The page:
26 October 2007

"The Omnivore's Dilemma", by Michael Pollan

It's not often a book comes along to change the way you think and act. I'm guessing most of us read books that support perspectives we've developed already. I've read a ton of great books lately, and many of them offer new insights and different twists. But books that truly open the eyes, at least for me, are rare. Tom Hodgkinson's book, How to be Idle, was the last book to provide me an entirely new way of seeing the world. Christopher Hitchens' God is Not Great, which I read earlier this year, comes close as well, but it probably served more as reinforcement than a real awakening.

The Omnivore's Dilemma is one of those big picture, eye-opening books. Journalist Michael Pollan expertly weaves his way through the morass of industrial agriculture, box-store organics which appear on the surface to offer a better way to eat, and into the world of local organics, before detailing his own journey into a personally hunted and gathered meal. I found the entire book fascinating.

Did you know that more than 60% of all the industrially-created and processed food we eat comes from corn? From the corn-fed beeves and chickens to purt near all our processed food, (including nearly the entire McDonald's menu), our glut of cheap, government-subsidized corn has become the hidden foundation of every American's diet. And thanks to these corn-based diets, we have a surplus of obesity (consider those beautifully marbled ribeyes and the chicken's artificially large American breasts), diabetes, and heart attacks, not to mention polluted rivers and farmlands, farmers on welfare, and wars for oil.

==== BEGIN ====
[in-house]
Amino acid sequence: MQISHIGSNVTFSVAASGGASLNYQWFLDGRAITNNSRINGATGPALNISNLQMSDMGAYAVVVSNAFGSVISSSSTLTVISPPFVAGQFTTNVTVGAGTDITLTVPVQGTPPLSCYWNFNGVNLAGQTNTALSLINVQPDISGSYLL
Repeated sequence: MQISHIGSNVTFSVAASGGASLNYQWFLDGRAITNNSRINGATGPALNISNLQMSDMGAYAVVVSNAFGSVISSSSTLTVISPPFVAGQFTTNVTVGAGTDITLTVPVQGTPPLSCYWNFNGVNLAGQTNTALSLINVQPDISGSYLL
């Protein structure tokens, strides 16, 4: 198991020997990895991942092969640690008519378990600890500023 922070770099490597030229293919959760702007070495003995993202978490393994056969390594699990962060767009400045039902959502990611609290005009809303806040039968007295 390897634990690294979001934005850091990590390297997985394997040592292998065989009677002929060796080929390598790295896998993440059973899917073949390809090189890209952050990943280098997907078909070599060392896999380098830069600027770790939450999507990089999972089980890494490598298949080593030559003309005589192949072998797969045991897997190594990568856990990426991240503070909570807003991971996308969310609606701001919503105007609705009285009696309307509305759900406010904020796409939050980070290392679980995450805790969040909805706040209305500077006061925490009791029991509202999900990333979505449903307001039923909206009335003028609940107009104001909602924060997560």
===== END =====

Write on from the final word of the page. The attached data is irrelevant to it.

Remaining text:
Do you realize the environmental costs of the burgeoning organic foods now so readily available in our "whole food" supermarket chains and in the neighborhood Safeway? When measured in transportation and packaging costs (read petrochemical costs), the impacts are very nearly the same as foods grown in the industrial food chain. Sure, they'll be slightly better for you healthwise, but the costs to the planet are just as high.

I had hoped for this kind of measured expose when I read Fast Food Nation a few years ago (though it didn't effectively get me to kick the fast food habit). Pollan has convinced me of the value - both to my own health and that of the planet - of eating foods made, grown, and created locally. Since beginning this book, I've made more trips to the local farmer's market and scanned the cards at the local co-op more diligently to see where my food is coming from. I'm convinced now that it matters. I'm trying to limit the Safeway & Costco visits to toilet paper, toothpaste, and Cheezits. Now I'm considering how to put together my Thanksgiving meal with all local foodstuffs. Go ahead...add a challenge to a full day's cooking!

Now I'll not step out and say I'm a full-blown convert and become entirely local and organic. I know I'll still drive-thru for the occasional double cheeseburger value meal. And I'm not gonna quiz the waiter at the local eatery on what the chicken ate before I ate the chicken. It's all in perspective. But Pollan has convinced me that our food's provenance matters. If we are what we eat, we should try to know a little something about where what we eat came from. That shouldn't be so hard.

Anyone up for some Brio sourdough with Humboldt Creamery butter alongside the Willow Creek Farms cherry tomatoes and Cypress Grove Chevre?

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